Elizabeth J. Colen

Rinse and Oxidation

I heard a sto­ry once about a man who can only tell his wife by her den­tist. He sched­ules the appoint­ment every year; she dri­ves the car. White coat checks incisors and decides it’s her, the right wife; they go on for anoth­er year, tucked into a ranch-style with no hors­es, no cow­boy any­thing, just hand­fuls of brief stairs and long spans of shag car­pet.

As a child, head tipped back, I stared at the alpha­bet or whale on the ceil­ing, depend­ing on the chair. Red let­ters mock­ing the cop­per taste in my mouth. And for a while my mouth belonged to some­one else.

There was machin­ery and I was lost to its buzzing and mint smell. I was lost to the courtship of gloved fin­ger­nails snaking towards the back of my throat.

Questions with no answers.

Gloved fist shak­ing in front of her face.

When I was five, moth­er mon­ster stopped hold­ing my hand. She was like this in every­thing. At eight, church became choice and we nev­er heard bells again, became agents of the dev­il. What the doc­tor said was good for us was nev­er ques­tioned. The tumors grew and we around them, lick­ing at dust on grandmother’s Bible and lis­ten­ing to the ache of errs our mouths had become.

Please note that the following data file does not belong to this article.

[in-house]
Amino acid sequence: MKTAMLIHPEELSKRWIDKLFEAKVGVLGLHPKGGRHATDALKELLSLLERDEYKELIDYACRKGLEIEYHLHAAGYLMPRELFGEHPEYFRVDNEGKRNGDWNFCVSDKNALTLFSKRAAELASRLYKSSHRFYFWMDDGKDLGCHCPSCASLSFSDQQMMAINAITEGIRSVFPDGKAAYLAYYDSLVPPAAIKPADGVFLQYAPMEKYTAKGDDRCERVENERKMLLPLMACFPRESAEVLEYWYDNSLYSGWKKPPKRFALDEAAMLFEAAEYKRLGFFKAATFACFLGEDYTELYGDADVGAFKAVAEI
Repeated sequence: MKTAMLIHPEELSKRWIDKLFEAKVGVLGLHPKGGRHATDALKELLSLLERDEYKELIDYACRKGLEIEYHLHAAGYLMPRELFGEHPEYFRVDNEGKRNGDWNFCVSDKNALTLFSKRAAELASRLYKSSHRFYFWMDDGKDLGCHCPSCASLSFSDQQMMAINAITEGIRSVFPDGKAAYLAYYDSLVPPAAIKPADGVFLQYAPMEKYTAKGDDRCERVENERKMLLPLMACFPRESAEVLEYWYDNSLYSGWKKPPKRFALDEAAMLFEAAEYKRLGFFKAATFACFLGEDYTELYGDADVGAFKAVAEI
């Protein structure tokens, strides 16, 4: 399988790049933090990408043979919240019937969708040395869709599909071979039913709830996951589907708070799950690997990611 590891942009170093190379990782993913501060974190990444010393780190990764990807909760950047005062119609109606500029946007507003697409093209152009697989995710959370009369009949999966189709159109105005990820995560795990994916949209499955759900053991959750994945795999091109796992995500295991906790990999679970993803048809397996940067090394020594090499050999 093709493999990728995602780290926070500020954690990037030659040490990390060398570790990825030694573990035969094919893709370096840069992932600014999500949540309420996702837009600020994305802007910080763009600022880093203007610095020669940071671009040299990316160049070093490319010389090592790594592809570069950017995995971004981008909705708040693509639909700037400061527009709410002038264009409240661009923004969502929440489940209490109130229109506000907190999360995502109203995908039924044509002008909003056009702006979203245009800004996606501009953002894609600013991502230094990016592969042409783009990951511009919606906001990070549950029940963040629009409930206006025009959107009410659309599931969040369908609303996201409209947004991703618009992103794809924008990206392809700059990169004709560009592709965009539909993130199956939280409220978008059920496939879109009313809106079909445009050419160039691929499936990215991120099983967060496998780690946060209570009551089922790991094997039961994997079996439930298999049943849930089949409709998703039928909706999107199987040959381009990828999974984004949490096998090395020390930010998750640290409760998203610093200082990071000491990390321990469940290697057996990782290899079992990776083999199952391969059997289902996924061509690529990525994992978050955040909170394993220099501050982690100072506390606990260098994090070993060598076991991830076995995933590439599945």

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Elizabeth J. Colen’s work has recent­ly appeared in The Normal School, Exquisite Corpse, RHINO, and oth­er venues. She is poet­ry edi­tor of Thumbnail Magazine, and the author of prose poet­ry col­lec­tion Money for Sunsets (Steel Toe Books, 2010) and forth­com­ing fic­tion chap­book Dear Mother Monster, Dear Daughter Mistake (Rose Metal Press, 2011).